I made Neil McCrae an English teacher. This has quite a few advantages in that English teachers deal with emotions and hidden meanings. That works out well in writing about teaching.
Personally, I wouldn’t teach English for five times what they paid me. It is too hard. Any question you pose has fifty answers, and you have to read all of those awful student papers. I read my share one year when the English teacher, the History teacher, and I set up a cooperative teaching situation. Every student researched and wrote a paper on some nineteenth century scientific innovation.
In case you never thought about it, the nineteenth century is when science took over mankind. 1800 if far more different from 1900, than 1900 is from 2000. Look it up.
Our kids had to look it up. This was only ten years ago — we only did it one year — and for the first time our computer lab was fully connected to the internet. We gave them the time they needed to do the work in school, since many of our students were too poor to be connected at home. While they worked, we walked around to see that they weren’t playing the latest game or copying a student paper on their subject from half-way around the world.
When all was finished, all three teachers read the papers separately, with different criteria, and the papers got grades in all three classes. They got a grade for writing and grammar from the English teacher, a grade for how their innovation affected history from the History teacher, and a grade for scientific accuracy from me. That made for some odd moments.
One student, used to all As, bright, skillful, and cocky wrote a paper on a scientific innovation without doing any research. The paper was beautifully written, carefully printed, neatly bound, and grammatical, but she had faked it. I understand that; a good writer can fake his way out of a Federal prison, and it can become addictive.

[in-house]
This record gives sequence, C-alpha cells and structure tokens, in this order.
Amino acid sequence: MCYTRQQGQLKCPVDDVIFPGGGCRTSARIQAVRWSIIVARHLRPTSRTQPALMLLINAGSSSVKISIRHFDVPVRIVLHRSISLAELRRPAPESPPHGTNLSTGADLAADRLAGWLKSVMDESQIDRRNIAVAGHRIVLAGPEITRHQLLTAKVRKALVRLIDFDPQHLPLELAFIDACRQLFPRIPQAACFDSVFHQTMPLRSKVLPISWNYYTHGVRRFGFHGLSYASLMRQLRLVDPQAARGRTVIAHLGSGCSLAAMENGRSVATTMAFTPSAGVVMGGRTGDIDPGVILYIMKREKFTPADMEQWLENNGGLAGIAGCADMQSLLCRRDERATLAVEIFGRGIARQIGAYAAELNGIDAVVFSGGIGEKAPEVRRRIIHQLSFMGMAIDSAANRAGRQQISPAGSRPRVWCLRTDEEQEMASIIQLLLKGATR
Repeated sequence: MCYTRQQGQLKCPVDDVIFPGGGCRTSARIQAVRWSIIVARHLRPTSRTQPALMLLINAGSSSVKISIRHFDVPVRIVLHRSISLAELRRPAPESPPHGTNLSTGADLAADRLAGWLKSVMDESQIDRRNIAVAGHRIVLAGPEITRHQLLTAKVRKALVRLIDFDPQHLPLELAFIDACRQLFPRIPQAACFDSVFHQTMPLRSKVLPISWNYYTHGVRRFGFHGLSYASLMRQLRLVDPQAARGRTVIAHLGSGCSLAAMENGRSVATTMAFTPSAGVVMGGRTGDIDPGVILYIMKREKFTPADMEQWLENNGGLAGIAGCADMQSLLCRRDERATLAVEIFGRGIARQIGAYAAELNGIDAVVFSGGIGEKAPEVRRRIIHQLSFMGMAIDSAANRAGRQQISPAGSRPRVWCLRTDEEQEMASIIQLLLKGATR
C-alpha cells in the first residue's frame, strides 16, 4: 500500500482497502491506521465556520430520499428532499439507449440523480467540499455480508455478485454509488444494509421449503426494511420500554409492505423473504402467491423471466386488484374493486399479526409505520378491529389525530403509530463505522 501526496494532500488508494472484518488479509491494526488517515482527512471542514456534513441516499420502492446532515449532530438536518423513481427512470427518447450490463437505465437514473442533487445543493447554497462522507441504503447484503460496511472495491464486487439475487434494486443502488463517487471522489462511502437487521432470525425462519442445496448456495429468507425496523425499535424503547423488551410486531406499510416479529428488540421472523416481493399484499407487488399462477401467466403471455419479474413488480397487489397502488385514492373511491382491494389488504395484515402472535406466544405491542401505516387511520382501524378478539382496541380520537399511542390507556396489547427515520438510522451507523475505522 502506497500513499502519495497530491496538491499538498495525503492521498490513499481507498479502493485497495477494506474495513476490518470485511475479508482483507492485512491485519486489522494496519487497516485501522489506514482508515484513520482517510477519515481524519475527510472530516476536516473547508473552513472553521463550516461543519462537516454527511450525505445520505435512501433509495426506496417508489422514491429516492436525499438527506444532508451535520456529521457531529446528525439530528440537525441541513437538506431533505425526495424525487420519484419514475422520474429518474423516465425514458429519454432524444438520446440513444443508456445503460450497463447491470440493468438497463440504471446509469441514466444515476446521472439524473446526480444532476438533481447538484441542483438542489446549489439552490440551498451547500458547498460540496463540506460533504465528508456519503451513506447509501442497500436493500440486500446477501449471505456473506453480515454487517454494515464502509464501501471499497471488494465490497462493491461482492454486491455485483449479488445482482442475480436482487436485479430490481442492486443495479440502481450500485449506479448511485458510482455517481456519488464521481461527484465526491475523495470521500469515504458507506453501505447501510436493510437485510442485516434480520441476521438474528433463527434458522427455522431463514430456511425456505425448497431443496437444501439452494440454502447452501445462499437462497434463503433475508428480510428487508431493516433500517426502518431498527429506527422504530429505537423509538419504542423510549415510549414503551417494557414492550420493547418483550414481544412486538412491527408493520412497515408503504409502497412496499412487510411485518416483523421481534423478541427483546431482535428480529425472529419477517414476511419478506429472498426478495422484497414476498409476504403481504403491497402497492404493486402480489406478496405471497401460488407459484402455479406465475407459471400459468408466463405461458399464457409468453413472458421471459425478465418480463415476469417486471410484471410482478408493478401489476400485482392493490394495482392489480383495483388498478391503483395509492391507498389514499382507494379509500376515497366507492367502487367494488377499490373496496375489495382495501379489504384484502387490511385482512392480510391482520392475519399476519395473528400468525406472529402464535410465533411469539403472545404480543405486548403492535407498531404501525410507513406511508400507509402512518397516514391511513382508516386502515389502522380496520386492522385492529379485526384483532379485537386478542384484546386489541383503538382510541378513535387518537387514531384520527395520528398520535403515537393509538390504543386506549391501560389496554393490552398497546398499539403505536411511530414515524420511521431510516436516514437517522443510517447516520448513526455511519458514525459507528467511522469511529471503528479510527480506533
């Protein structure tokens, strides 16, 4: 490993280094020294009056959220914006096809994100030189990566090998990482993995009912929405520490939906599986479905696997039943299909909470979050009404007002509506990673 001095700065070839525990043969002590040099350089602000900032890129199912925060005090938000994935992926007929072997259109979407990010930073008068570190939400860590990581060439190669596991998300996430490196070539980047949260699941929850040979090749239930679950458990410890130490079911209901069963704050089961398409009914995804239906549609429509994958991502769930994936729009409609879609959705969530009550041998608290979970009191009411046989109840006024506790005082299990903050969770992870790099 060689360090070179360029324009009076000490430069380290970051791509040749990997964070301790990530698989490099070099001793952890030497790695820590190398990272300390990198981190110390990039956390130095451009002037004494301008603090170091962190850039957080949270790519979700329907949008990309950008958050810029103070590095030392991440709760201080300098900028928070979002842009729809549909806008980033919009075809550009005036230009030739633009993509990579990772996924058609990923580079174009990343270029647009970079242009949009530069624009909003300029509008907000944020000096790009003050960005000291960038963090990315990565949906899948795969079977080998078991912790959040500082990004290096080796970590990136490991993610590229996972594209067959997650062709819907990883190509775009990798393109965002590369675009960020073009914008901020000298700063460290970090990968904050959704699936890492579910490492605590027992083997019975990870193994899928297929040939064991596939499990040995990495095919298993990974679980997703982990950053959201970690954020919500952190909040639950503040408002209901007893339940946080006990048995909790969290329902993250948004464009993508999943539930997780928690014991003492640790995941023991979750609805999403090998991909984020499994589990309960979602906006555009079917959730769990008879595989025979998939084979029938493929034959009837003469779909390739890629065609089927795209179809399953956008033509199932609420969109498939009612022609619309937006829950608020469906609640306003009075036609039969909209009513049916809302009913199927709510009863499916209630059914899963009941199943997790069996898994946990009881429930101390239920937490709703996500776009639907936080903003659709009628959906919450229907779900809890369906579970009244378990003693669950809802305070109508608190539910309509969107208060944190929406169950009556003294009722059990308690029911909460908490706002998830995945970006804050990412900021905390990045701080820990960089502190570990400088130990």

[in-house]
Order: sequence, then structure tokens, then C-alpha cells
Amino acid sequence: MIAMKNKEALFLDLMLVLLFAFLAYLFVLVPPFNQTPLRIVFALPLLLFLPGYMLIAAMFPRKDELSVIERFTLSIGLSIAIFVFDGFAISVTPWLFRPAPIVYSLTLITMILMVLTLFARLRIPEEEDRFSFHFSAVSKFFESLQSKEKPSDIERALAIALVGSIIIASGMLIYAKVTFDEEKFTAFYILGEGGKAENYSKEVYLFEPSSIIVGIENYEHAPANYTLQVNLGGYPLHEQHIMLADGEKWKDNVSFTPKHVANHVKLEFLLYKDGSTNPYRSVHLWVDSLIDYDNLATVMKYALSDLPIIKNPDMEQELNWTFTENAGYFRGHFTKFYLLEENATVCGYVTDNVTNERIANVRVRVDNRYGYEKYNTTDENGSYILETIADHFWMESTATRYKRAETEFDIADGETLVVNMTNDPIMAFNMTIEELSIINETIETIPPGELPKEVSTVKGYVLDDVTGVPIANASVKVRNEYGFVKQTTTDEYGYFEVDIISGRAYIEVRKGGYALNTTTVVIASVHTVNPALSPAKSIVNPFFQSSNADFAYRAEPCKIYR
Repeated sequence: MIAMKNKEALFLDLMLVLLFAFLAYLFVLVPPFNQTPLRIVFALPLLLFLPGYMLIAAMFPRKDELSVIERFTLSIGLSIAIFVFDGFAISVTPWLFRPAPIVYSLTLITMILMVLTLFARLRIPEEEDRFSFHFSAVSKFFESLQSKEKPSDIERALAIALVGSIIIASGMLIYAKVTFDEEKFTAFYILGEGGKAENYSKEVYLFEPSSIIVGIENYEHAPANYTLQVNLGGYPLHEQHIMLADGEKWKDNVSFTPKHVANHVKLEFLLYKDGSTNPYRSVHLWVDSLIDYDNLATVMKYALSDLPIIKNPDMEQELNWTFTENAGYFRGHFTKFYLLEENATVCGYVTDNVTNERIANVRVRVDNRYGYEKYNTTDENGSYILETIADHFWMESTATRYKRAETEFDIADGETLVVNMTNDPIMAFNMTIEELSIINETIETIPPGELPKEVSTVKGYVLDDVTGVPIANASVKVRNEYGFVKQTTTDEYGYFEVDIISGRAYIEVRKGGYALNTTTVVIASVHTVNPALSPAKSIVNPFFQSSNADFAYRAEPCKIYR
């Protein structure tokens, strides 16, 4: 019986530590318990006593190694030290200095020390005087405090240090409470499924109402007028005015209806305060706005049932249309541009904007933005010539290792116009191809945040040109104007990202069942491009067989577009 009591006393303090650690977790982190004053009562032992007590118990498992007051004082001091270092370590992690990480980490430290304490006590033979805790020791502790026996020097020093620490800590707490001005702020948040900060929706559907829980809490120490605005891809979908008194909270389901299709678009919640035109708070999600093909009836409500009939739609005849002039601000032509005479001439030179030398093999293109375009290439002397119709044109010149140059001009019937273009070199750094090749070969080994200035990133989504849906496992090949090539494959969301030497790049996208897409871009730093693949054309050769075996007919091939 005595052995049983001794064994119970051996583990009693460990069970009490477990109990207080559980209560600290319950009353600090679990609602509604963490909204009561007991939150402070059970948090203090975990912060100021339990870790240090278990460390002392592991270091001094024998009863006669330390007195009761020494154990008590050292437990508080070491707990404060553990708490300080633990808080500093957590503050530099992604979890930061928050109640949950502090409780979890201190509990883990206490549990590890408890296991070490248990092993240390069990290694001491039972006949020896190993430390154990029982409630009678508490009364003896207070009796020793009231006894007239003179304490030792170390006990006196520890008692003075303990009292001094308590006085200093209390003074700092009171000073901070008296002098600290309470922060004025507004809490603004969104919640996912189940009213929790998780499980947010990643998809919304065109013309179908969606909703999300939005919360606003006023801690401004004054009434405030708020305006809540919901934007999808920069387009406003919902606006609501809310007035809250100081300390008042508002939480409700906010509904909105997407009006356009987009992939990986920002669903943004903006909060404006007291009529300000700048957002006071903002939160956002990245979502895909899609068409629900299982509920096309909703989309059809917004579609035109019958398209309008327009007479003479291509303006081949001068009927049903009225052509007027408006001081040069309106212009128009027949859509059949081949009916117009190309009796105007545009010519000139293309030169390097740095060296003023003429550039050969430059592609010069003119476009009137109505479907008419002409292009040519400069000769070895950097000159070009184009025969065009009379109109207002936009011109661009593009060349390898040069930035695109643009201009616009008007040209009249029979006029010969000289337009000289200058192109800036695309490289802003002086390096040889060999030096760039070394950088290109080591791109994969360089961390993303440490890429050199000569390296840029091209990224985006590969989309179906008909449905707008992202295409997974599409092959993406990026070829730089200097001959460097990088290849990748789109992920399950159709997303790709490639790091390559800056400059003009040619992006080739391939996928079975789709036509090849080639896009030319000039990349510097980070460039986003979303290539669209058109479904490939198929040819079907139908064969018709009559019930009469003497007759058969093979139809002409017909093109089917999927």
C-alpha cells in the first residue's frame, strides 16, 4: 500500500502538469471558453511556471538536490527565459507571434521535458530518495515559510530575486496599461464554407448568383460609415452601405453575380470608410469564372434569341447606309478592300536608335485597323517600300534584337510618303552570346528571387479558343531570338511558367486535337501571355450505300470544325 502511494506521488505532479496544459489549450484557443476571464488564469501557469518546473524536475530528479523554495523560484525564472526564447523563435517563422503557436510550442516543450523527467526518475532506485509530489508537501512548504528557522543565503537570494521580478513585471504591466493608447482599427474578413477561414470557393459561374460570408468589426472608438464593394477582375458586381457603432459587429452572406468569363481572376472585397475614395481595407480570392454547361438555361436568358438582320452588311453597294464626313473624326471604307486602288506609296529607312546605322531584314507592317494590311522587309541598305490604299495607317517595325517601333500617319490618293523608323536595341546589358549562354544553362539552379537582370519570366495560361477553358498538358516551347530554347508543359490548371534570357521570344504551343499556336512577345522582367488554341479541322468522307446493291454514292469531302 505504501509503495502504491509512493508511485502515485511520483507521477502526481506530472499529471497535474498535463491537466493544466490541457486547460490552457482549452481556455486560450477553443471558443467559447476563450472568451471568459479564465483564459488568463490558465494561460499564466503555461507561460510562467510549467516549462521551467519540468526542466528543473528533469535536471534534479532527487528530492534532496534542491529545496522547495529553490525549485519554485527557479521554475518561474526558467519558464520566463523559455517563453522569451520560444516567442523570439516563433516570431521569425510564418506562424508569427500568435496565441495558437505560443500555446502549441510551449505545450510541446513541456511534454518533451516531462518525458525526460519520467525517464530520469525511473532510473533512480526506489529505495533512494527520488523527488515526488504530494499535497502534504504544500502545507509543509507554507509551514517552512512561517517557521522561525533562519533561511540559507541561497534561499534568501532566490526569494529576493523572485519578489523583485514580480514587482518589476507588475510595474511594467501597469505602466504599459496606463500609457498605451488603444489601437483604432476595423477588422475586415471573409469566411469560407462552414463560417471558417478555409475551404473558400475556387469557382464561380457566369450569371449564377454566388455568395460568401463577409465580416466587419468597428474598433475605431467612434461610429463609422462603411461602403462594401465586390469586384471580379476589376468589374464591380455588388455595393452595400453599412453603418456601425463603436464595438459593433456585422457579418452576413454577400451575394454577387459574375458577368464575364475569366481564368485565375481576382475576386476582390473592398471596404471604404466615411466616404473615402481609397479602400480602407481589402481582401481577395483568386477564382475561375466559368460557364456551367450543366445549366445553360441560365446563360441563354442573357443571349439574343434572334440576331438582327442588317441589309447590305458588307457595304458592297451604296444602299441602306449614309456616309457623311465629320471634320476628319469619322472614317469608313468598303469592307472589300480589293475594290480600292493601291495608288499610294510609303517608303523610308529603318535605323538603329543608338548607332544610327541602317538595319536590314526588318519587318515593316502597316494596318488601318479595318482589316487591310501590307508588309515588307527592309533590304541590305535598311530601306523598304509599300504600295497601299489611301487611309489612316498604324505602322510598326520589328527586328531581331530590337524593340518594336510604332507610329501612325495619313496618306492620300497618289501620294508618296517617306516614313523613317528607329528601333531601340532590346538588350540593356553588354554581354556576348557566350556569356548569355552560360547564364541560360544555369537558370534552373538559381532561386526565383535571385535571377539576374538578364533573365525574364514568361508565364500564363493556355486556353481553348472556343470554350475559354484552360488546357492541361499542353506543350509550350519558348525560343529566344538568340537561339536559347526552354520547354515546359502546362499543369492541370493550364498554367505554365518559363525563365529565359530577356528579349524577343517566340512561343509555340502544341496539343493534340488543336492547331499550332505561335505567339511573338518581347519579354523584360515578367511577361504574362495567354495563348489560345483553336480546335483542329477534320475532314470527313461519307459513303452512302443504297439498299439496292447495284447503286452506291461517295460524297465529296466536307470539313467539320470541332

All her scientific facts were dead wrong. The paper got an A in English, an A in History, and a D in Science, along with a half-page explanation of why, and a red circle around all her errors.
Does Middle School exist do teach you how to avoid getting caught in High School? Could be.
I taught everything my first year, and a little more science every year thereafter until I was finally down to just science. It’s surprising how many people don’t feel comfortable in science. The imposter syndrome is rampant. Personally, I loved it; it was my favorite subject from the first, and there were a lot of other teachers who were glad to let me do it.
The only other subject with more people who don’t want to teach it, is math. But even math has its advantages. “The answer to the problem is 9.72, Johnny. It doesn’t matter if you think it shouldn’t be. That’s what it is!”
Try saying that in a Civics class when you are discussing Republicans and Democrats.
PE teachers get a bad rap. I’m sure there are some lousy ones out there, but the ones in my school were excellent. Still, thirty years of playing Tate-ball (invented by our PE teacher Mr. Tate) seven hours a day can get to you. Adriana, my friend and the other PE teacher, enjoyed fifteen years of outdoor teaching, but all those early autumns and late springs in the blazing sun finally took their toll. She switched to science. There will be more on this Wednesday.